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When did girls start to wear pink?

20th January 2017 / no comments, on Girl's Clothes, Kids Fashion, Parenting

Opening any fashion magazine and checking the contents list, will undoubtedly reveal a feature on gender neutral clothing. We have accepted girl-meets-boy, boy-meets-girl fashion and understand that we can’t judge the sex of millennials by their clothes!

Yet our obsession with gender appropriate clothes for children shows no signs of wavering. Pink for a girl, blue for a boy! Is it just tradition or is it time for a baby backlash? Women were not afraid to wear the trousers back in the 1920s, so maybe it is time for baby to throw their toys out of the pram and demand equal rights on wearing pink or blue!

Think Pink!

Did you know that the “think pink” fashion advice for girls did not occur until the 1940s? Indeed prior to that time, various publications had actually suggested pink as the colour for boys and blue for girls! Yet whilst gender specific clothing for children started to advance, it took a u turn during the 70s and did not really find a stronghold until 1985!

It is not coincidence that at this time, scientific advances had made it possible for parents to find out the sex of a baby before it was born. And here lies the turn key! Parents no longer shopped for a new baby, they shopped for a girl or a boy! This was a massive opportunity for consumerism! Gender specific products meant that parents felt the need to buy pink blankets, pink moses baskets and if baby number two was a boy….they would need to replace the whole lot! For who knows what would happen to a girl that wore a pink babygrow, right?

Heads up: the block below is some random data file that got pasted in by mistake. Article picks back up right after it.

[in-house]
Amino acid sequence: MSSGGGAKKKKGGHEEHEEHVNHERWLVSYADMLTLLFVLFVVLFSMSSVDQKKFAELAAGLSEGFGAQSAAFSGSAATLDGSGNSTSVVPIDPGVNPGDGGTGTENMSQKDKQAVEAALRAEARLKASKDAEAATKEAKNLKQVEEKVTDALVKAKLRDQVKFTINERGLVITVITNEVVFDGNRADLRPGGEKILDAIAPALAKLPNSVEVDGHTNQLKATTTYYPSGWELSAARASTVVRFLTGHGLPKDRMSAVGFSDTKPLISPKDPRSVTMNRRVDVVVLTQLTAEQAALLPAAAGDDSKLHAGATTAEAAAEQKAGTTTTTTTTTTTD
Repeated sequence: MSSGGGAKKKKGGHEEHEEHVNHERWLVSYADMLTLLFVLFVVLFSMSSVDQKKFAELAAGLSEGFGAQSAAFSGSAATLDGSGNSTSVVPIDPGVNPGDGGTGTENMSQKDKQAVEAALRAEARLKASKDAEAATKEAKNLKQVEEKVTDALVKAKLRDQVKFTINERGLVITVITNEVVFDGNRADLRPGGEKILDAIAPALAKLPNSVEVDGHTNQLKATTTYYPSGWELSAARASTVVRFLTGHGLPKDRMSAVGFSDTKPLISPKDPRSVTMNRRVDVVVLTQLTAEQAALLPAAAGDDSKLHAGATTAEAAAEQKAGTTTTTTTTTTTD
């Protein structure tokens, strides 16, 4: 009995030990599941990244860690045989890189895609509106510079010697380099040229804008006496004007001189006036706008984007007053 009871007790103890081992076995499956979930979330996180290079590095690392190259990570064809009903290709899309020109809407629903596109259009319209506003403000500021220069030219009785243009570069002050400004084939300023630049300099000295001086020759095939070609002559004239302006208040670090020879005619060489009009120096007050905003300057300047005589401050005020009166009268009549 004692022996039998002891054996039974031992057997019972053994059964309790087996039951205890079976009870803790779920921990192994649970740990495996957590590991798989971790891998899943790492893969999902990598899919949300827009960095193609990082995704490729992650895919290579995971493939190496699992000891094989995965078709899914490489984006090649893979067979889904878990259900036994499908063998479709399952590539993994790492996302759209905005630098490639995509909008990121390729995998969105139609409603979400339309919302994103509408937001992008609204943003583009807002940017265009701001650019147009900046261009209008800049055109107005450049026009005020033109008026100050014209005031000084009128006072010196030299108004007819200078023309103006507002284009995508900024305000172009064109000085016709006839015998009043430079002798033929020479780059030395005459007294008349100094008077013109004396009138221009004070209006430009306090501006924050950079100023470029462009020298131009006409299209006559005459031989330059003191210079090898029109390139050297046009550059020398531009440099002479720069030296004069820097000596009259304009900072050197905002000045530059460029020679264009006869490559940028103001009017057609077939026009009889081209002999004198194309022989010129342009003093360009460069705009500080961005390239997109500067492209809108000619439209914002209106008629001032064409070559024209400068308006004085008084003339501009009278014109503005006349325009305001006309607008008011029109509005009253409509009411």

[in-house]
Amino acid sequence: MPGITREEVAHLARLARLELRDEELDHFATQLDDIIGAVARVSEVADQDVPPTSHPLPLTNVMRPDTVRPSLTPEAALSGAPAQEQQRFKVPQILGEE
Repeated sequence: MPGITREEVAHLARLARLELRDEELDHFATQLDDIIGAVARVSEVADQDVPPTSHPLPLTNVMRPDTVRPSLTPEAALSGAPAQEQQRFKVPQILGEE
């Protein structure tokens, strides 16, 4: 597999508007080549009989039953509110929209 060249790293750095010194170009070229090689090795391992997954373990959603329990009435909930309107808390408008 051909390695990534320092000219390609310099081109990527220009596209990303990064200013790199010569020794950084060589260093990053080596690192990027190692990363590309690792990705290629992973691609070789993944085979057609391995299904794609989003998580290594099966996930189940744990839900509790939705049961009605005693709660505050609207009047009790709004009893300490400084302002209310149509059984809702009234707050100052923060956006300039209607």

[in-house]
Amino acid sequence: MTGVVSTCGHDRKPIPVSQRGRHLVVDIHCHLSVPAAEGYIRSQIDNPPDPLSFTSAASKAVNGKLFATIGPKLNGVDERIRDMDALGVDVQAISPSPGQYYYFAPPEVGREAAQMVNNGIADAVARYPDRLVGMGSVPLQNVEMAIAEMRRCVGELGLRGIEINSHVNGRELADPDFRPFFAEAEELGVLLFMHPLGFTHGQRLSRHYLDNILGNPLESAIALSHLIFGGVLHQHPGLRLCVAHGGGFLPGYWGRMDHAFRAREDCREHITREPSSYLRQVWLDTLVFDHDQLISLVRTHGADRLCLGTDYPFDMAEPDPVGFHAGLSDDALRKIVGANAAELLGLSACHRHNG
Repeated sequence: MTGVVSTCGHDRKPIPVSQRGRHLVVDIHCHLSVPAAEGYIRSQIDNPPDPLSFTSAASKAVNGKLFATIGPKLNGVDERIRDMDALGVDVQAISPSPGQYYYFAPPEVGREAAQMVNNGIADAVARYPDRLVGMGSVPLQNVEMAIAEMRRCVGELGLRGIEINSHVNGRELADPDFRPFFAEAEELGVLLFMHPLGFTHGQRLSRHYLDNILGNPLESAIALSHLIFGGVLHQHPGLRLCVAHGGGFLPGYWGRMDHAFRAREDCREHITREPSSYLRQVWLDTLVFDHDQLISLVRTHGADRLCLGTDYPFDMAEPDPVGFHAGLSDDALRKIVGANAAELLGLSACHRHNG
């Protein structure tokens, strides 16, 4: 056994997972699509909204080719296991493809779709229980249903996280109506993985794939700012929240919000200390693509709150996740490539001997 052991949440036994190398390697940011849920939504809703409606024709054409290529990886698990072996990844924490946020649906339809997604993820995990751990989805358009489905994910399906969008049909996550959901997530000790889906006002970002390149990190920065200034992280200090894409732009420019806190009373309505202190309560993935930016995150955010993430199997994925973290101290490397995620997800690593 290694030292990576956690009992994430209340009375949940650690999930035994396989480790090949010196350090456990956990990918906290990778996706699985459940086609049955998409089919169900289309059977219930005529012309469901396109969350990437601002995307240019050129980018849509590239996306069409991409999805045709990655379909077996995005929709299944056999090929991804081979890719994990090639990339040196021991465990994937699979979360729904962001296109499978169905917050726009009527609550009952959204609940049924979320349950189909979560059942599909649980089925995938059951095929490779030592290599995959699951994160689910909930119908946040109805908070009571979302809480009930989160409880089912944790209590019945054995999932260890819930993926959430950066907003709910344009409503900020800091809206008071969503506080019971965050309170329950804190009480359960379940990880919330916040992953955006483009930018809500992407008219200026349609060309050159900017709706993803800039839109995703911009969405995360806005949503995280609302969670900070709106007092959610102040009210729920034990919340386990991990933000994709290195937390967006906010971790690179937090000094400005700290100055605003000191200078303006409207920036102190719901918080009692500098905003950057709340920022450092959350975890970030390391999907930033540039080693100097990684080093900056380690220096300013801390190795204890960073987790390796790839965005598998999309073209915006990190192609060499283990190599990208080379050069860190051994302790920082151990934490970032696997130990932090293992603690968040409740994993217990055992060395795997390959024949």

The Boy In the Dress

Traditionalists may argue that the hype of gender neutral this and that is akin to cross dressing, but they would be historically incorrect. Back in 1880 and beyond, it was completely normal for a boy up to the age of seven to wear a white dress! Indeed all children wore the same white dresses!

Whilst today we might cringe at the combination of a white cotton dress and baby food, which is always seemingly orange, back then it was practical as it meant it could be easily bleached.

There is a growing need for children’s gender neutral clothing and the gender binary is being broken. We are increasingly aware of not putting children into boxes when it comes to learning or behaviour, so why do it with clothing? After all, everything is not always black and white.

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